The. embodiment shown in Fig. 2 may also be ,used in'effec'ting scratch tests. To this end the indenting body should be first loaded and then the table 3 laterally displaced. The indenting body then makes a scratch in the surface of the specimen and by measuring the width of said scratch I may get an idea of the hardness of the specimen within various parts thereof.
'- What I claimis:
1. In a micro-hardness testing apparatus of the class specified, the combination of an upward- 1y pointed indenting element, a support therefor, a carrier for the specimen to be tested located above saidrindenting element so as to expose a .lower surface of thespecimen to the indenting element, said support and said carrier being movable vertically with relation to each other, means connected to said carrier for supporting a test load, a :pivoted two-armed balance lever for carrying the specimen carrierand theload support by one of its arms, and a counterweight .adjustably mounted on the other arm of said lever for balancing a part at least of said firstmentioned arms of said lever and the elements carried-thereby.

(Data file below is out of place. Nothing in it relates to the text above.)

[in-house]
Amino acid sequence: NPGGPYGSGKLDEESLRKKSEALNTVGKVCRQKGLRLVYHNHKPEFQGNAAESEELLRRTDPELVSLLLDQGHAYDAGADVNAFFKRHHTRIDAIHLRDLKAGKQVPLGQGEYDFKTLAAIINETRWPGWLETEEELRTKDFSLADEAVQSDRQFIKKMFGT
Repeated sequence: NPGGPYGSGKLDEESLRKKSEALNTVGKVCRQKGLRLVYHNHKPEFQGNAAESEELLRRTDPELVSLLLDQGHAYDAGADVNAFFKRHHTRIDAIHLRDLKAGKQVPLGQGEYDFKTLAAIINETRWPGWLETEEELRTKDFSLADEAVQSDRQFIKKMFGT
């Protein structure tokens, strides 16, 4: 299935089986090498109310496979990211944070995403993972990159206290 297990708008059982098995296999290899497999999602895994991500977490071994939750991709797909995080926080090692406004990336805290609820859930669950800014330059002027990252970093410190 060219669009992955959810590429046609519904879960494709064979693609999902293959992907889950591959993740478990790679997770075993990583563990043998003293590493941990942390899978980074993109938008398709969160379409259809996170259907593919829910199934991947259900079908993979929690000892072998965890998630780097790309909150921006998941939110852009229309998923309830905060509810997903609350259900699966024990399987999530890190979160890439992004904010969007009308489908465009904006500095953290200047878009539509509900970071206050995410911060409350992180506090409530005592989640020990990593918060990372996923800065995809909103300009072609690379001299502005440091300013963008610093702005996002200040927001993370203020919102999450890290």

2; In a micro-hardness testing apparatusof the class specified, the combination of an upwardly pointed indenting element, a support therefor, a table located above said elementand formed with an openingthereabove, a tw-oearmed balance lever pivotally mounted with respect to said table, a combined specimen carrier and. test load support mounted on one arm of said lever above the opening in thetable, and a counter weight on the other arm of said lever for balancing atleast a part of said first-mentioned lever arm and the elements carried thereby.